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Sudanese Woman Sentenced to Death for Apostasy to Be Released

The decision to release Mariam Yahia Ibrahim Ishag comes after intense international pressure over the sentencing.

by Olivia Becker
Jun 2 2014, 3:50pm

Photo via Petr Adam Dohnálek

The Sudanese women sentenced to death for the crime of renouncing Islam and converting to Christianity will be released, according to Sudanese officials. The decision to release Mariam Yahia Ibrahim Ishag comes after Sudan received intense international pressure following the trial and sentencing.

Ishag, 27, was born to a Muslim father and Christian mother. She was arrested and sentenced to death by hanging in May while she was pregnant. She gave birth in custody on May 28.

Abdullahi Alzareg, an under-secretary at Sudan’s foreign ministry, told the BBC that Sudan guarantees religious freedom and was committed to protecting Ishag.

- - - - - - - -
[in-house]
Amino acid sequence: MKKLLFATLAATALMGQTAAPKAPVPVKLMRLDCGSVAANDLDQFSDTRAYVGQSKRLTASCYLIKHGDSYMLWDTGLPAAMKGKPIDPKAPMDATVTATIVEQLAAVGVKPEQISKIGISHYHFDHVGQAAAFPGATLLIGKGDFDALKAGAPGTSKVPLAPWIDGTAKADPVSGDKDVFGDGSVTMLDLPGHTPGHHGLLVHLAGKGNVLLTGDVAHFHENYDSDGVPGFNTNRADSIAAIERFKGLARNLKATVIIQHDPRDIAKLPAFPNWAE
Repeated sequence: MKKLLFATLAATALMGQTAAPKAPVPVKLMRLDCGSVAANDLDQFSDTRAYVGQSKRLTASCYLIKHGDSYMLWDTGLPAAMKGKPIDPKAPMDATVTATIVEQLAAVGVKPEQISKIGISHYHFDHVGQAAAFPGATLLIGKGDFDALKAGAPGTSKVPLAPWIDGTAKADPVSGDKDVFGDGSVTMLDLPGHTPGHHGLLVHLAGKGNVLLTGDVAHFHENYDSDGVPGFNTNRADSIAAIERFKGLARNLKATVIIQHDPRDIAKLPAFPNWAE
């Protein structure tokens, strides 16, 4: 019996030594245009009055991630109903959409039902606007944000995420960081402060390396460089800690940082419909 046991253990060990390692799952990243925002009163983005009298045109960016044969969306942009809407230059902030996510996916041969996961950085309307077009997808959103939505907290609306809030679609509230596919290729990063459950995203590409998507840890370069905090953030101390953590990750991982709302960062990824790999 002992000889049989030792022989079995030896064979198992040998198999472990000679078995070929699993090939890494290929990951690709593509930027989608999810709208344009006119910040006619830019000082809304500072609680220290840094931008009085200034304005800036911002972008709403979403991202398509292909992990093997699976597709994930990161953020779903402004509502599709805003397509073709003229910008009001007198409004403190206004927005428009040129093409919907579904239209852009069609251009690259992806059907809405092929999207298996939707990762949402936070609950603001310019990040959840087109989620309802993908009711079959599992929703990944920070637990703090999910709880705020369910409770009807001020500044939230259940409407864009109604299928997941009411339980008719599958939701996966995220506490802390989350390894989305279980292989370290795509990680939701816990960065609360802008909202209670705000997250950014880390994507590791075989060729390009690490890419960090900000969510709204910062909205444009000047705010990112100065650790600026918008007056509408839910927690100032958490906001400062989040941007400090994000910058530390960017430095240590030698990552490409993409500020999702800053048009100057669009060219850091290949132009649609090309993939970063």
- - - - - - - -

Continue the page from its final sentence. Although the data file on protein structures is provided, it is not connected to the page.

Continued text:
"I expect her to be released soon," Alzareg added.

Ishag was brought up Orthodox Christian, but because her father’s faith is Islam, she was charged with apostasy after she married a Christian American man. Religious conversion is illegal under Sudanese law — which is a combination of Islamic religious law and British common law. A Sudanese court deemed her marriage adulterous, and therefore void. She was also sentenced to 100 lashes.

During her trial, Ishag maintained that she is Christian and never committed apostasy. If the death sentence had been carried through, it would be the first apostasy-related sentence in Sudan since Islamic law came to the country in the early 1980s under President Omar al-Bashir’s reign.

The arrest received widespread international condemnation from human rights organizations, and countries including the United States and the United Kingdom.

The US State Department condemned the trial and arrest of Ishag in a statement in May, calling on Sudan to “respect the right to freedom of religion.”

“Adultery and apostasy are acts which should not be considered crimes at all. It is flagrant breach of international human rights law,” Amnesty International spokeswoman Manar Idriss said in a statement about the sentencing.

UK Prime Minister David Cameron called the sentencing “barbaric.”

Ishag’s lawyer told Reuters he has yet to be notified about the release, but hopes that she will be released soon.

Additional reporting by Kayla Ruble

Conflict in South Sudan — Watch the VICE News documentary.

Photo via Wikimedia

Follow Olivia Becker on Twitter: @obecker928